Byron LeavittDarkness, Holiday, Light, Wonder Leave a Comment

There are two times a year when mankind as a collective group acknowledges the thinness between our world and another. When we admit there might be more than the eye can behold and the fingers can touch. When we all bask and bathe in Wonder. Those two times are Halloween and Christmas. And of these two, the first cannot hold a candle to the latter.


Darkness drapes heavy and expectant over the house. It presses down like anticipation, its tendrils thick and total. But then —

A match strikes. In the pendulous night, a single candle springs alight.


She sits alone on the frigid sidewalk, the wind biting into her face and hands as it whips through her ragged clothes. She is cold. So cold. Christmas lights burn in the distance, and she finds herself staring at them, mesmerized, wishing they burned a little warmer.

The tip-tapping of shoes echoes down the street. She doesn’t bother to look up.

“Excuse me,” a soft voice falls. “Would you mind if we gave you this blanket? And some soup?”

She looks up, mouth agape. And in that moment, she feels the warmth of something greater than herself.


Another candle lights. And another. And another.


He sits alone in a hospital room, clinical white and sterile effects. He is trapped in this place. His prison features large windows that look down on a street he can’t set foot on while an IV drip chains him to the wall. He knows he won’t be home for Christmas. And in this moment the loneliness overwhelms him.

A knocking comes at his door. He looks up. “Yes?”

A man dressed in winter clothes pokes his head in the room. “Excuse me, sir. May we come in for a minute?”

“What for?” he says. “Oh, I suppose so.”

The man smiles, and then he and three other people shuffle into the room. They are carrying hymnals. “We thought,” he said, “since you couldn’t go out to Christmas, Christmas should come to you.” And then they begin to sing.

The man’s jaw drops open. He determines to hold the tears at bay, but he finds he cannot contain them.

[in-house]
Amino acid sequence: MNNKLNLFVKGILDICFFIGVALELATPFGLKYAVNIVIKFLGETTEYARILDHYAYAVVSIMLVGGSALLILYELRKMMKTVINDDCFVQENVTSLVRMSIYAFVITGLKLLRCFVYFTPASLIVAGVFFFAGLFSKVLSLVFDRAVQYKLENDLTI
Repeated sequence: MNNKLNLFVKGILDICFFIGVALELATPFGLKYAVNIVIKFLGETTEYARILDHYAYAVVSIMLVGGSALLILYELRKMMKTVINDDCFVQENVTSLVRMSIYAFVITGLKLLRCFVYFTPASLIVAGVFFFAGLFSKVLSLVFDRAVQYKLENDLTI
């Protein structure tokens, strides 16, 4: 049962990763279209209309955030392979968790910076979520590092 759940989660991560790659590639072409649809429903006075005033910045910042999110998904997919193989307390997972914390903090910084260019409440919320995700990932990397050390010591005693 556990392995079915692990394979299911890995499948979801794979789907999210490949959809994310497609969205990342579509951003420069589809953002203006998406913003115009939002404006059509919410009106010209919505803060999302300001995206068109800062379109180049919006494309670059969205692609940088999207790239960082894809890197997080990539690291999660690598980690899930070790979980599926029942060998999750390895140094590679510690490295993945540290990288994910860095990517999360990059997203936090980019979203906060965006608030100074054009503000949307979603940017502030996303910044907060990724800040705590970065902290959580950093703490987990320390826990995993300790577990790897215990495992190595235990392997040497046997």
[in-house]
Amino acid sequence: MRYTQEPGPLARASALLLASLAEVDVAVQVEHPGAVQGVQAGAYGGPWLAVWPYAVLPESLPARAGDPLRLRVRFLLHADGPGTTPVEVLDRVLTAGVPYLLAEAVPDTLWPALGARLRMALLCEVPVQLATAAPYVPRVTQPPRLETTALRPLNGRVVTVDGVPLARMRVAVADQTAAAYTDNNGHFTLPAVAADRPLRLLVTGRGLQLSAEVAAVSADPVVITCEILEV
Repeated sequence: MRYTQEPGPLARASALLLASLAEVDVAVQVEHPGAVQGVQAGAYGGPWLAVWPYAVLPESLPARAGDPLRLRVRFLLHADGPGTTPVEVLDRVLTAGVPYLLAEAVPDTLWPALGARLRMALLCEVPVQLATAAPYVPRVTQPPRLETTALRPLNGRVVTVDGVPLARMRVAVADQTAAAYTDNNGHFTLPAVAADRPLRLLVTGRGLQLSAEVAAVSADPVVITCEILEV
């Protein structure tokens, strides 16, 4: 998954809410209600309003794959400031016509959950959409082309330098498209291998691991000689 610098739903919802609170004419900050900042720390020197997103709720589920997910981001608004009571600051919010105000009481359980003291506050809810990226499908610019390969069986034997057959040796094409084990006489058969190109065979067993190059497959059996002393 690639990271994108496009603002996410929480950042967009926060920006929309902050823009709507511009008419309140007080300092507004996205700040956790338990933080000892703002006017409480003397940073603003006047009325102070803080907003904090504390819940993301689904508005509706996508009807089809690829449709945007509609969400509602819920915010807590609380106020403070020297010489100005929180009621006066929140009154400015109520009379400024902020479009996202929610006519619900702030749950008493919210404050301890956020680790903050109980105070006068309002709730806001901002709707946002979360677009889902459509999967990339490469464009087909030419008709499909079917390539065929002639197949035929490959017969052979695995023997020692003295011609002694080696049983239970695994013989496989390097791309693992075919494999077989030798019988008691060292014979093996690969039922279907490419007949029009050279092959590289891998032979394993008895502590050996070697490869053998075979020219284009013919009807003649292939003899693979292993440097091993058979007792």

Another candle lights. And another. And another. And another.


The children sit alone in the living room. Mommy and daddy won’t be home this Christmas. They know that now. They had so hoped, but now there is none remaining. Did mommy and daddy abandon them? Do they not love them any more?

There is a rapping outside. The doorbell rings.

Tentatively the oldest child works her way down to the front door and peers through the peephole. Frowning, she opens the door.

“Merry Christmas!” cries her family members and neighbors and friends. They burst into the house, bundling in gifts and food and beauty.

The children cannot contain their shock. But the greatest gift of all is when their aunt pulls out a tablet, and on it is an image of their mommy and daddy. “Hello, my sweeties,” the mother says softly.


Another candle lights. And another. And another.


He sits alone on the hard ground, surrounded by tormentors. With inhuman force they thrust him down onto the cold, unyielding earth, pushing him onto the splintered wood. Taking his hands and feet, they drive thick iron nails into his soft flesh, shattering the bone underneath. He cries out in pain as his blood runs with his tears.

They pull the cross into the air, sending shrieks through his nerves as the base crashes down into its hole. There were rumors once that he was the messiah. The hero. That he was even born of a virgin. That he was, in some mysterious way, God walking among his people. But now he is murdered with common criminals.

“My Father, my Father,” he moans. “Why have you forsaken me?”

But in that moment his gaze is transported to the future: to far-off times and different lands, where His sacrifice, His message of love, His gift of grace and mercy, is manifested around the world. Whether in little ways or in big, He sees people taking up His name to partake in wanton, random acts of kindness. And, through all of the pain, through all of the hatred and horror, it makes Him smile.

“It is finished,” He says. And the world gasps.


The final candle is lit.

Advent has ended. Christmas has arrived.

The light of the world walks among us, just as He did over 2,000 years ago.

The darkness is expelled. All we have to do is see it.

God bless you. Merry Christmas, my friend.


(You can read Part One of Advent here and Part Two here. Share this with someone if it meant something to you. Thank you for reading.)

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